Events and Webinars
Hosted with the Global Initiative against Transnational Organized Crime and supported by McKenna Long & Aldridge LLP and the Terrorism, Transnational Crime and Corruption Center at George Mason University, our recent webinar series “The Private Sector and the Future of Illicit Trade: Next Generation Human Trafficking and Smuggling Challenges” looked at emerging issues surrounding human trafficking and promising anti-trafficking initiatives from the private sector.
Recordings from Webinar Series 2016
The Private Sector Countering Human Trafficking
Human trafficking is interlinked with the global economy, having an estimated worth nearing $32 billion and affecting around 21 million people. The private sector is an important actor in the field of modern-day slavery as it has a role in both enabling and in combatting the different aspects of human trafficking in global supply chains. Despite the many actors that are fighting against human trafficking, the issue remains pervasive, warranting the need for more dialogue to occur between stakeholders in order to foster a more robust global response. This webinar series sought to contribute to that dialogue by examining international standards and their application while uncovering and addressing the gaps in global policy against human trafficking in the supply chain. In looking for solutions to this problem, the series brought together thought leaders, practitioners, and policymakers.
Consumers in the Global Supply Chain
View the recorded webinar: Consumers in the Global Supply Chain »
This webinar focused on the role that consumers have in the global supply chain, that they can effect change surrounding human trafficking through what they do or do not buy. The discussion also touched on consumer-led campaigns against human trafficking in supply chains and effective ways to advocate for change.
Training and Auditing—Lessons Learned
View the recorded webinar: Training and Auditing—Lessons Learned »
If improved with a significant emphasis on human trafficking for forced labor, social auditing can be a powerful tool in eliminating forced labor through the implementation of auditing procedures that can better assess risks before they degrade into abuse and exploitation. This webinar discusses how companies could develop more robust auditing procedures to reduce the number of forced laborers.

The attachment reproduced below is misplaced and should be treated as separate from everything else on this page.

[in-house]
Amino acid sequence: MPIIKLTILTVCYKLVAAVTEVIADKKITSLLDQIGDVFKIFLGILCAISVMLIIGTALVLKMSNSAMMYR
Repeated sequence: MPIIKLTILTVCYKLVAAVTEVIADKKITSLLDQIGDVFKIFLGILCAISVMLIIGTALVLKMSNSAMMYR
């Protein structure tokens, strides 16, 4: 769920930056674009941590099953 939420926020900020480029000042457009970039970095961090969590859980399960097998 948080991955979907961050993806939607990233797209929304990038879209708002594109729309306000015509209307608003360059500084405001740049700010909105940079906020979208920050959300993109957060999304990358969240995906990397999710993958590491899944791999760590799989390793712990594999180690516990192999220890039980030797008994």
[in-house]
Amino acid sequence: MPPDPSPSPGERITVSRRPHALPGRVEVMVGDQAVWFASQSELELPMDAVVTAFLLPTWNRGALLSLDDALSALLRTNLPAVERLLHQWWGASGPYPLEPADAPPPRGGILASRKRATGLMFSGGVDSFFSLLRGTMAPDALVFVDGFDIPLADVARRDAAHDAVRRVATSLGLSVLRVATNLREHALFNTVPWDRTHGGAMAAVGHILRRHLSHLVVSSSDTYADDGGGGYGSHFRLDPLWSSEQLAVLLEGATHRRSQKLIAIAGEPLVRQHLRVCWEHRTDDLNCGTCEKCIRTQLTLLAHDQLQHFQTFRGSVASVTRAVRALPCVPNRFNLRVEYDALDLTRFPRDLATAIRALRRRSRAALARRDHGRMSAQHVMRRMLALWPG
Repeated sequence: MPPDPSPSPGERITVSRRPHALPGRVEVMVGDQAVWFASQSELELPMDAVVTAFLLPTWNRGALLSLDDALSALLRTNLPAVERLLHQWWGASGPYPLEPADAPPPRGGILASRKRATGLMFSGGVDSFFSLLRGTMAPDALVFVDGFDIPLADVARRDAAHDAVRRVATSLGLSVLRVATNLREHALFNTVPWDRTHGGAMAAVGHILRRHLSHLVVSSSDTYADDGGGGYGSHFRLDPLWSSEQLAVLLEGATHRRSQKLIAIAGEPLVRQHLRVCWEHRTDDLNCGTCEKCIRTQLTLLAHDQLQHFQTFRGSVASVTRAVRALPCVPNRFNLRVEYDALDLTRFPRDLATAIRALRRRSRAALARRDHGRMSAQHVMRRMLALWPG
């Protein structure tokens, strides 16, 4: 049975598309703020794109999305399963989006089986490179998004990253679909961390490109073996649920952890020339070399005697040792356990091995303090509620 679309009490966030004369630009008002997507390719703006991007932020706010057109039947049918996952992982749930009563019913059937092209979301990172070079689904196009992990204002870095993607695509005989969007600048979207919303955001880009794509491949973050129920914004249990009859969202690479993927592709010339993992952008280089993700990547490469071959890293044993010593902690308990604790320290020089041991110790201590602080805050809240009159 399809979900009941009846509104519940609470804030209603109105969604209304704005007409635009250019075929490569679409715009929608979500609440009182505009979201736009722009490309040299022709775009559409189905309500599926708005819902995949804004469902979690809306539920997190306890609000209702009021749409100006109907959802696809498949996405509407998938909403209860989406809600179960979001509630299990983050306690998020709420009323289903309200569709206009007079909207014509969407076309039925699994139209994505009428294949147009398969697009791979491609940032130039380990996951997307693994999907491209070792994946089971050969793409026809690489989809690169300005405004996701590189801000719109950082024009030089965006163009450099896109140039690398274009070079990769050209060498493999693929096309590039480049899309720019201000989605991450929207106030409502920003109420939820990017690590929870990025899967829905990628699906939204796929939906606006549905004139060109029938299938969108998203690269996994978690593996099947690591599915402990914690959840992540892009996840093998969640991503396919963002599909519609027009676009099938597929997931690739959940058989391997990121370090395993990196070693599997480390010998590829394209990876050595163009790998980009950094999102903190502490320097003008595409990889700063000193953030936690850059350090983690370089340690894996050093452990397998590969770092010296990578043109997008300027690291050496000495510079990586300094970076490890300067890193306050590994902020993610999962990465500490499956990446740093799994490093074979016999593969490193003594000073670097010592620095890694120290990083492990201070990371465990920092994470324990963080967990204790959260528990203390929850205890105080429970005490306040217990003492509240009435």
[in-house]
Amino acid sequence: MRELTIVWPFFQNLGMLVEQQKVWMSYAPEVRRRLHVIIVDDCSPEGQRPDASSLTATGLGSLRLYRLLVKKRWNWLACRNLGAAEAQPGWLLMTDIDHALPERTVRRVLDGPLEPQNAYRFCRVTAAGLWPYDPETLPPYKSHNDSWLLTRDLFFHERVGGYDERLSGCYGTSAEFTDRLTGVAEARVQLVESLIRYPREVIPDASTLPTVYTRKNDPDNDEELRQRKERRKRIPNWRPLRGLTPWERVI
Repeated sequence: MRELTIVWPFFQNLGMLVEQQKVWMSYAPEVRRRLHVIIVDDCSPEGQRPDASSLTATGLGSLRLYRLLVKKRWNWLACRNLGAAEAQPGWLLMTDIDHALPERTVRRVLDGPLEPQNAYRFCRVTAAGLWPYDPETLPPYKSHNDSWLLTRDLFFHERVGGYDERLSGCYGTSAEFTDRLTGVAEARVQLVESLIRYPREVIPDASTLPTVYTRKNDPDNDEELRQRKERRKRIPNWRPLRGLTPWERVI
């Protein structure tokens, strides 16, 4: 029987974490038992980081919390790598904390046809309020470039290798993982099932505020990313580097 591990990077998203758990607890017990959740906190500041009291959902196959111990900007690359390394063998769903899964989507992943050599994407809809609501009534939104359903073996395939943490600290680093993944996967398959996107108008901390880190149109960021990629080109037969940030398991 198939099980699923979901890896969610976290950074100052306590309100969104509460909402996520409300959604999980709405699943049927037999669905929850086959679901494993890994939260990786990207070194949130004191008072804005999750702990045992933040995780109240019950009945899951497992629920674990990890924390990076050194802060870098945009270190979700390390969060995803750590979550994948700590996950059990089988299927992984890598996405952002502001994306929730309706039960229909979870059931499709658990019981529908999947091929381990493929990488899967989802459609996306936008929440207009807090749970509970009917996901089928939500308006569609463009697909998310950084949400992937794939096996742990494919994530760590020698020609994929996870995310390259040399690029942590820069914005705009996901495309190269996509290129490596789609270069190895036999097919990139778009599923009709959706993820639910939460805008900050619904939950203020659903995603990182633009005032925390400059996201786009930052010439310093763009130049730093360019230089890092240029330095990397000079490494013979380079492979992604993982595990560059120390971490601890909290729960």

How to Mitigate the Risk of Child Labour in the Supply Chain
View the recorded webinar: How to Mitigate the Risk of Child Labour in the Supply Chain »
Under extreme poverty and lack of opportunities to work, families often have to resort to sending their children to work on plantations or even selling them to traffickers to sustain themselves. Though international labor laws exist, child labor still persists. Multilateral corporations can do more to ensure that their suppliers are not utilizing these trafficked children. This webinar discussed policies that worked and those that didn’t to extract best practices to eliminate child labor in supply chains.
Illicit Goods in the Supply Chain
View the recorded webinar: Illicit Goods in the Supply Chain »
The mining industry also is susceptible to human trafficking for forced labor as miners often are employed under dangerous conditions that involve being exposed to toxic substances and severe illnesses. This webinar surveyed promising practices aimed at eradicating human trafficking from supply chains within the mining industry and laws that could be improved upon to safeguard miners’ wellbeing.
Responsible Recruitment vs. Human Trafficking of Migrant Workers
View the recorded webinar: Responsible Recruitment vs. Human Trafficking of Migrant Workers »
Multilateral corporations can be indirectly linked, through outsourcing, to recruitment companies that are engaged in the exploitation of migrant workers. At times, a company could be involved in human trafficking without their knowing it, highlighting the need for monitors that ensure that recruitment agencies aren’t obtaining workers through coercion or other illegal means. This webinar looked at corporations with successful monitors and explores policy measures that are useful in combating exploitation of workers.
Recordings from Webinar Series 2015
Understanding Illicit Trade: Impact of Human Trafficking and Smuggling on the Private Sector